The boy was subsequently treated with diazoxide only (up to 12.5 mg/kg per day) combined with a dietary regimen consisting of cornstarch supplementation and the administration of complex carbohydrates every 3 hours. However, he showed poor glycemic control characterized by frequent severe hypoglycemia (an average of 8 episodes per month at <40 mg/dL [2.2 mmol/L]) requiring treatment with intramuscular glucagon at least 2 times per month. Hemoglobin A1c was 4.8% to 5.2% (29–33 mmol/mol). The patient’s neurologic development was impaired, with emotional lability and attention deficit, with the need for dedicated learning support.
At the age of 7 years, he experienced 3 episodes of hypoglycemic seizures in the course of the same month while at school, which resulted in the adoption of a continuous glucose-monitoring system (CGMS) as an off-label method to steadily check his glucose levels.7 CGMS helped both in early recognition of hypoglycemic events and in identifying hypoglycemia patterns, leading to improvements in the timing of interventions, dosing of diazoxide, and feeding schedule. Nevertheless, his quality of life was still severely impaired by the frequent episodes of hypoglycemia and anxiety related to their occurrence. In addition, CGMS indicated an extremely high variability in his glucose levels (mean: 135 ± 73 mg/dL [7.5 ± 4.1 mmol/L]) (Fig 1).
According to the conclusions of Seniappan et al,6 we decided to treat him with sirolimus. After obtaining parental consent and ethical committee approval, we started with a low dose of 0.5 mg/day, which was then slowly increased by 0.5 to 1 mg every 2 weeks, aiming to achieve a blood level of sirolimus between 5 and 15 ng/mL. Soon after sirolimus treatment began, steady state was achieved, glucose blood level control improved, and diazoxide dosage was gradually tapered.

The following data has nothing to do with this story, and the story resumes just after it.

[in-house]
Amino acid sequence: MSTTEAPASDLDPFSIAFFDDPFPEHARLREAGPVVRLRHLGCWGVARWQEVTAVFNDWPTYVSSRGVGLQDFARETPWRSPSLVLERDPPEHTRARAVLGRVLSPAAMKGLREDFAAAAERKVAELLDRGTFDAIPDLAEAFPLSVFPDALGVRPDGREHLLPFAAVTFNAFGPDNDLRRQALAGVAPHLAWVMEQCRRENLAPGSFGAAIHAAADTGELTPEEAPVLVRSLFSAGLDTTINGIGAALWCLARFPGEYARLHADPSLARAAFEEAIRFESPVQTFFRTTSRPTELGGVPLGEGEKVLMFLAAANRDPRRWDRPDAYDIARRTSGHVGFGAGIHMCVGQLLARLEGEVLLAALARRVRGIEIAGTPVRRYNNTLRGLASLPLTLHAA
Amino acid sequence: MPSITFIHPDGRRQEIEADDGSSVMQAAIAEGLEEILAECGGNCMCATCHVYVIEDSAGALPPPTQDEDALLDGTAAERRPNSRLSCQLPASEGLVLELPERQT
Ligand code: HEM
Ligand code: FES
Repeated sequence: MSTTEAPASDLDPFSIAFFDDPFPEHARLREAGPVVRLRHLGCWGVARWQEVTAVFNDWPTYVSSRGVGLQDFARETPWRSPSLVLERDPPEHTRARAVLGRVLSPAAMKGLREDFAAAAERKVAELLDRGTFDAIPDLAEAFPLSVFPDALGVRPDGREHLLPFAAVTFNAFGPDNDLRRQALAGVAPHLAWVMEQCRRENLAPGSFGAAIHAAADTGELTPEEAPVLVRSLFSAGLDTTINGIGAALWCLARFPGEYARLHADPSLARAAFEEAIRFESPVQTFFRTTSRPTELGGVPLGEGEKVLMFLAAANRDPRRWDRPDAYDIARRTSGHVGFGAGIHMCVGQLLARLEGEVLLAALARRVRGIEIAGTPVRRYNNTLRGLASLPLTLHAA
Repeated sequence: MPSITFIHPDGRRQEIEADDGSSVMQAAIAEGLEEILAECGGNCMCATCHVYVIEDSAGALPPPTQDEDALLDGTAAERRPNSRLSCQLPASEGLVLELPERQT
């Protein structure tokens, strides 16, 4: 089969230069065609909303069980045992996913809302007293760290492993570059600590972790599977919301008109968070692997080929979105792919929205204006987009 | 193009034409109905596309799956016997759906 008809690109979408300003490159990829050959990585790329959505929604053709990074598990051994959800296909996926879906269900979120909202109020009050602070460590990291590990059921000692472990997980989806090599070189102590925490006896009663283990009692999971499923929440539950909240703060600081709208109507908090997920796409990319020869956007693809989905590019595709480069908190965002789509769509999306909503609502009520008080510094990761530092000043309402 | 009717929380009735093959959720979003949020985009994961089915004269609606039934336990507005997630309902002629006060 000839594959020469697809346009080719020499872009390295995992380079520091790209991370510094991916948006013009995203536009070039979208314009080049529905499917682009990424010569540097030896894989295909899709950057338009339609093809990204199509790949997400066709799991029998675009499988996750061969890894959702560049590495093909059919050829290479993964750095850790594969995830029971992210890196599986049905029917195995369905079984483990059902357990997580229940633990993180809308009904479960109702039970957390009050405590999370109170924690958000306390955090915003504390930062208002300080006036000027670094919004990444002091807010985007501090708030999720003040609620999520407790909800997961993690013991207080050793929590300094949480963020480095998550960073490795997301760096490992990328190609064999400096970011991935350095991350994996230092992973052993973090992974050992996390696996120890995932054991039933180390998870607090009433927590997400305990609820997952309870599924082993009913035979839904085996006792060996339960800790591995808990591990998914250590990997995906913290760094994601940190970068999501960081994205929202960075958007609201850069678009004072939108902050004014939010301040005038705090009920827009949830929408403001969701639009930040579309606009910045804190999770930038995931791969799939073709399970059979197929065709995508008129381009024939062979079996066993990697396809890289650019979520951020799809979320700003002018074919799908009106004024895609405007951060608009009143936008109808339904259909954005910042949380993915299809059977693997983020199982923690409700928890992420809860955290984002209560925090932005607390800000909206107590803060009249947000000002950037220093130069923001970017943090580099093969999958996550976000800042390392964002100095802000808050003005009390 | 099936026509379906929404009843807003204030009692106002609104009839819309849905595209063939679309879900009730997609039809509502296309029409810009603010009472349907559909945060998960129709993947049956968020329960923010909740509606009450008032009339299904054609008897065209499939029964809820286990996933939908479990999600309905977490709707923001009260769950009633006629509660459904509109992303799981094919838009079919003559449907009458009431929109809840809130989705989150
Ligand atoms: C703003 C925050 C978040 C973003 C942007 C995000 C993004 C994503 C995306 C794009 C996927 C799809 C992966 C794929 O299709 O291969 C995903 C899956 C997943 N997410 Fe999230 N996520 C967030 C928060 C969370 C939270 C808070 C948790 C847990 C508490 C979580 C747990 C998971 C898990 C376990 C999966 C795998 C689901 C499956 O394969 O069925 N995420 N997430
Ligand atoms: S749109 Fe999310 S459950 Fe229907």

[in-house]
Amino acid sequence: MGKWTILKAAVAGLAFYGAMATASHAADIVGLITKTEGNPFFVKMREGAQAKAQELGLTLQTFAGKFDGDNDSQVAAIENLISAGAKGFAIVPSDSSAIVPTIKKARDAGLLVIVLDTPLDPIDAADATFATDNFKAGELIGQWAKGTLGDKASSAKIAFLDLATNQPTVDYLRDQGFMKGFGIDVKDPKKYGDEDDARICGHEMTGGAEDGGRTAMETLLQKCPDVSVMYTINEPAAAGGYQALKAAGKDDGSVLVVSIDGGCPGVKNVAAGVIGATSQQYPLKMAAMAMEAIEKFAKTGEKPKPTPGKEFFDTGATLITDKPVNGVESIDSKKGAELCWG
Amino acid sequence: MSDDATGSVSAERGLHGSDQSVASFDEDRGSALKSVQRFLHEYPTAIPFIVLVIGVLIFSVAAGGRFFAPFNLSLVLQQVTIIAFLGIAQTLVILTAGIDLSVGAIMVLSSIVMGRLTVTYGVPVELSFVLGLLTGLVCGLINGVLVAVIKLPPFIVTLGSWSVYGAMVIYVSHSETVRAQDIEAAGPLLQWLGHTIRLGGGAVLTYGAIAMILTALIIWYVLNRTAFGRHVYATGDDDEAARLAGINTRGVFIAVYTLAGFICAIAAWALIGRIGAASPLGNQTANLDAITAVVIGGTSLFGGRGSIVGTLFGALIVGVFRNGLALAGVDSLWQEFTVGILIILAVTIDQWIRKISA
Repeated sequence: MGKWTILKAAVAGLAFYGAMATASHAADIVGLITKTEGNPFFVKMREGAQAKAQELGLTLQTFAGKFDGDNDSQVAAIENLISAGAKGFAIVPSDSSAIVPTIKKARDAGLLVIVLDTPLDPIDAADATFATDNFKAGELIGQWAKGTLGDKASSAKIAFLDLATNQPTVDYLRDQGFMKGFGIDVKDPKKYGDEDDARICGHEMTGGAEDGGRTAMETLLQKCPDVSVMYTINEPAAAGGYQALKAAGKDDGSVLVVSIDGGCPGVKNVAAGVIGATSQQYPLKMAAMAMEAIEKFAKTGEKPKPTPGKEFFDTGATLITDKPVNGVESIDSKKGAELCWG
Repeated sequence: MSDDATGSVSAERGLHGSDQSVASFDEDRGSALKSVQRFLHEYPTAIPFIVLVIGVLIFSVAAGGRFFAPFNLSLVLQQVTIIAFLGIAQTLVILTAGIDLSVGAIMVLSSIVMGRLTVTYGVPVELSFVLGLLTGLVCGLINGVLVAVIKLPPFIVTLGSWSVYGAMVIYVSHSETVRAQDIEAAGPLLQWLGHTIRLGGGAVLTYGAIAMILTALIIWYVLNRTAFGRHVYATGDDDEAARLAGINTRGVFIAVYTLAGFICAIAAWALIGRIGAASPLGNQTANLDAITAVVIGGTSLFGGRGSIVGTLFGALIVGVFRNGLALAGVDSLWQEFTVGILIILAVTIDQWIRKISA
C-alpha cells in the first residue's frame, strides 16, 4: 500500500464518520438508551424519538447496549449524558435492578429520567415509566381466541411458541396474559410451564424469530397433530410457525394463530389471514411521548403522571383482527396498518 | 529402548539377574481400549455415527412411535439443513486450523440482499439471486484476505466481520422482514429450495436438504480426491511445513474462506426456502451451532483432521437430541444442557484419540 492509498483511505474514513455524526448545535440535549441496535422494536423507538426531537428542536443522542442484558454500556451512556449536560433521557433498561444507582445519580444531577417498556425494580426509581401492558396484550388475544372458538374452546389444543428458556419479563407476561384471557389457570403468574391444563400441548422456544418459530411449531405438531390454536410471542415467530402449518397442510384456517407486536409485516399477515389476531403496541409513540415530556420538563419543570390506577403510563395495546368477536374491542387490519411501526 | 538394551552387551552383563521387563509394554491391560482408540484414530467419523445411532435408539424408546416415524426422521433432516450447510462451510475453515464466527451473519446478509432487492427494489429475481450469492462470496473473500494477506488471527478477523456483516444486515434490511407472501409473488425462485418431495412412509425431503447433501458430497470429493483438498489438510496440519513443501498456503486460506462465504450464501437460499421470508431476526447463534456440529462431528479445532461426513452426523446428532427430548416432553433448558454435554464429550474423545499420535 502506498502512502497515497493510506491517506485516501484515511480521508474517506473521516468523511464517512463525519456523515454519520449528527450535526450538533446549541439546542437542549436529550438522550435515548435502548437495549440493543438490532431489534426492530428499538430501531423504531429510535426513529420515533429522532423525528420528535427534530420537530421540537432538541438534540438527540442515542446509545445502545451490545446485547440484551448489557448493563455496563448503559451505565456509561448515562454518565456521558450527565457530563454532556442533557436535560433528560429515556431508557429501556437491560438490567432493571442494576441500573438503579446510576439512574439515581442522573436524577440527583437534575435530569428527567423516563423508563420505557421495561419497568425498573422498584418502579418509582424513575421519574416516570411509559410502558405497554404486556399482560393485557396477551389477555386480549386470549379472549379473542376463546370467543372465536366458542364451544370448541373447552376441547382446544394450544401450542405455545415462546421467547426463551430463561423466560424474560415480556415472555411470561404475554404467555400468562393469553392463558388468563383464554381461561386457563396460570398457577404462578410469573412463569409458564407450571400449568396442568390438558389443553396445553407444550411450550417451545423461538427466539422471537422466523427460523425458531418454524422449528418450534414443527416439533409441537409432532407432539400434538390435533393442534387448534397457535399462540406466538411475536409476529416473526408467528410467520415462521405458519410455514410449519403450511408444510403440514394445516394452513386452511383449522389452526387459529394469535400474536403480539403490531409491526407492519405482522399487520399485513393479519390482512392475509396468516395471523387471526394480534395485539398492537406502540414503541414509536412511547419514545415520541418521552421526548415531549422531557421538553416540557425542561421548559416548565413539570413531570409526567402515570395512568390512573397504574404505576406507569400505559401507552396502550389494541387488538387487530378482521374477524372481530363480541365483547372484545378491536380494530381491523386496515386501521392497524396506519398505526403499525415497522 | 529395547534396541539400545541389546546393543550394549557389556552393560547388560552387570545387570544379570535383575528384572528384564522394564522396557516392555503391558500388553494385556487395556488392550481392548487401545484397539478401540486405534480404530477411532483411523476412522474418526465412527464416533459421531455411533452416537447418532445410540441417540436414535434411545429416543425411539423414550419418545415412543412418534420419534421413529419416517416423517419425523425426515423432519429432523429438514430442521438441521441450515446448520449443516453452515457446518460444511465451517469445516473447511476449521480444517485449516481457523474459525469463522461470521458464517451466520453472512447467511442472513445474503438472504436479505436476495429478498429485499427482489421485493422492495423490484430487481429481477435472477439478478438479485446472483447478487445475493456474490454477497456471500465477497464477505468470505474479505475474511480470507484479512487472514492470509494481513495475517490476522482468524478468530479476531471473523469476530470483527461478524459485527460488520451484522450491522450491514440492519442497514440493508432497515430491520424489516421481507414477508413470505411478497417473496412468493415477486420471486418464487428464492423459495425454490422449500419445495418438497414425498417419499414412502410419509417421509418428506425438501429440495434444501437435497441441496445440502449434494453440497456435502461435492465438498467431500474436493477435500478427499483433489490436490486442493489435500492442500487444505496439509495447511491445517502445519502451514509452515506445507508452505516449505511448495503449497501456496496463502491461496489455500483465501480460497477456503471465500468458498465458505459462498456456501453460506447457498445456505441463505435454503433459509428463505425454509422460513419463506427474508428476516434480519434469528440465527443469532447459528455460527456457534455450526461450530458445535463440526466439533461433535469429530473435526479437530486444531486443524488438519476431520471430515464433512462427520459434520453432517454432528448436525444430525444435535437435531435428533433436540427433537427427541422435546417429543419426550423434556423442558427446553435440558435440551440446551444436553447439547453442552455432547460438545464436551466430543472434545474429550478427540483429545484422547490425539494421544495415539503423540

After 6 months of treatment the boy is currently receiving 7 mg of sirolimus (with a blood level of 12.1 ng/mL) (Fig 2), supplemented with a reduced dose of diazoxide (4 mg/kg per day). His glucose blood level has been stabilized (mean: 118 ± 21 mg/dL [6.6 ± 1.2 mmol/L]) (Fig 3), obviating the need for rescue treatment with glucagon since the therapy was started. Teachers have reported a dramatic improvement in attention and school performance. The quality of life of both the boy and his family also improved considerably.
We compared CGMS data before and after treatment was initiated. Values in the optimal range of glycemia increased from 30% to 72% after treatment; low values (blood glucose level <80 mg/mL [4.4 mmol/L]) decreased from 24% to 5% (χ2, P < .001).
Our patient experienced some of the muco-cutaneous side effects of sirolimus, such as mild acne and oral aftosis. An isolated episode of hematemesis occurred after 2 months of treatment and was managed with a brief course of treatment with proton pump inhibitors. We did not observe elevations in creatinine, serum aminotransferase, or lipids or a reduction in leukocyte count.
The management of diffuse severe CHI unresponsive to diazoxide and octreotide is a challenging medical problem. It is known that monoallelic ABCC8/KCNJ11 mutations can cause both diazoxide-responsive as well as diazoxide-unresponsive CHI. Nearly all biallelic ABCC8/KCNNJ11 mutations result in unresponsive CHI.8,9 The proposed subtotal pancreatectomy is associated with severe adverse effects and poor efficacy.5